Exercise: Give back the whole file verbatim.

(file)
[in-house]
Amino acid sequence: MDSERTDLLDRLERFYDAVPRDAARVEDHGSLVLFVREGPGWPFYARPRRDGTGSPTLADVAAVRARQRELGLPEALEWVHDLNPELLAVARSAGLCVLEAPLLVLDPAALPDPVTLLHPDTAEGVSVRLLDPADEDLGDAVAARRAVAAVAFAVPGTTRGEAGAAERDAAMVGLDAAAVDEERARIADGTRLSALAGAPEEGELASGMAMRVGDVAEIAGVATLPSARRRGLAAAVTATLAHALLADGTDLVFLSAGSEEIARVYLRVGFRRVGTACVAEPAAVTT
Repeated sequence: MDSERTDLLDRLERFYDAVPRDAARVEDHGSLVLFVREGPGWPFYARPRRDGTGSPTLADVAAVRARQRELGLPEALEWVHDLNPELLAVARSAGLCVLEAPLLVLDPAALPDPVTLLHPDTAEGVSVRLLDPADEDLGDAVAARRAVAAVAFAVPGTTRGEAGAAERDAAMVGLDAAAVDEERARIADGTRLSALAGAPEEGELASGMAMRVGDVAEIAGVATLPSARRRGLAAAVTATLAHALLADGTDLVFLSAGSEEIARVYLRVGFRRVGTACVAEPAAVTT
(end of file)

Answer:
[in-house]
Amino acid sequence: MDSERTDLLDRLERFYDAVPRDAARVEDHGSLVLFVREGPGWPFYARPRRDGTGSPTLADVAAVRARQRELGLPEALEWVHDLNPELLAVARSAGLCVLEAPLLVLDPAALPDPVTLLHPDTAEGVSVRLLDPADEDLGDAVAARRAVAAVAFAVPGTTRGEAGAAERDAAMVGLDAAAVDEERARIADGTRLSALAGAPEEGELASGMAMRVGDVAEIAGVATLPSARRRGLAAAVTATLAHALLADGTDLVFLSAGSEEIARVYLRVGFRRVGTACVAEPAAVTT
Repeated sequence: MDSERTDLLDRLERFYDAVPRDAARVEDHGSLVLFVREGPGWPFYARPRRDGTGSPTLADVAAVRARQRELGLPEALEWVHDLNPELLAVARSAGLCVLEAPLLVLDPAALPDPVTLLHPDTAEGVSVRLLDPADEDLGDAVAARRAVAAVAFAVPGTTRGEAGAAERDAAMVGLDAAAVDEERARIADGTRLSALAGAPEEGELASGMAMRVGDVAEIAGVATLPSARRRGLAAAVTATLAHALLADGTDLVFLSAGSEEIARVYLRVGFRRVGTACVAEPAAVTT